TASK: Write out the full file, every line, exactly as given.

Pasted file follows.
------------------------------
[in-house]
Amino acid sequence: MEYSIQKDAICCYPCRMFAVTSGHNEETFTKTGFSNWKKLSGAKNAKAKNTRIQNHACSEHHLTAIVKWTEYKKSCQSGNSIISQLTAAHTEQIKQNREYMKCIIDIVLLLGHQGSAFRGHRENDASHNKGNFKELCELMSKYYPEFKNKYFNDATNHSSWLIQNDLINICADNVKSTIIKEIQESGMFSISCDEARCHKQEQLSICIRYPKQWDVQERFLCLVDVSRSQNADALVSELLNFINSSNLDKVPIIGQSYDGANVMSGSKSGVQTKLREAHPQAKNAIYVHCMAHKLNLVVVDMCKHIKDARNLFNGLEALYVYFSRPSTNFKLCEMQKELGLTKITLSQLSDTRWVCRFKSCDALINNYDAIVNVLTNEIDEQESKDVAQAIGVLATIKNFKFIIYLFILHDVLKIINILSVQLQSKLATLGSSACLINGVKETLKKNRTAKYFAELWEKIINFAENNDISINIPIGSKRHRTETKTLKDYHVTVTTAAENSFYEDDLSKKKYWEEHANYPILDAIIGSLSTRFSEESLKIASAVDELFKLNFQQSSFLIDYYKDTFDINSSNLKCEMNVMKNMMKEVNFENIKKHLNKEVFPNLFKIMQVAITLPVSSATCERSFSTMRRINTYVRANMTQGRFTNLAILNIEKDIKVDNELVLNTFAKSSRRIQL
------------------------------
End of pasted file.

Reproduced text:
[in-house]
Amino acid sequence: MEYSIQKDAICCYPCRMFAVTSGHNEETFTKTGFSNWKKLSGAKNAKAKNTRIQNHACSEHHLTAIVKWTEYKKSCQSGNSIISQLTAAHTEQIKQNREYMKCIIDIVLLLGHQGSAFRGHRENDASHNKGNFKELCELMSKYYPEFKNKYFNDATNHSSWLIQNDLINICADNVKSTIIKEIQESGMFSISCDEARCHKQEQLSICIRYPKQWDVQERFLCLVDVSRSQNADALVSELLNFINSSNLDKVPIIGQSYDGANVMSGSKSGVQTKLREAHPQAKNAIYVHCMAHKLNLVVVDMCKHIKDARNLFNGLEALYVYFSRPSTNFKLCEMQKELGLTKITLSQLSDTRWVCRFKSCDALINNYDAIVNVLTNEIDEQESKDVAQAIGVLATIKNFKFIIYLFILHDVLKIINILSVQLQSKLATLGSSACLINGVKETLKKNRTAKYFAELWEKIINFAENNDISINIPIGSKRHRTETKTLKDYHVTVTTAAENSFYEDDLSKKKYWEEHANYPILDAIIGSLSTRFSEESLKIASAVDELFKLNFQQSSFLIDYYKDTFDINSSNLKCEMNVMKNMMKEVNFENIKKHLNKEVFPNLFKIMQVAITLPVSSATCERSFSTMRRINTYVRANMTQGRFTNLAILNIEKDIKVDNELVLNTFAKSSRRIQL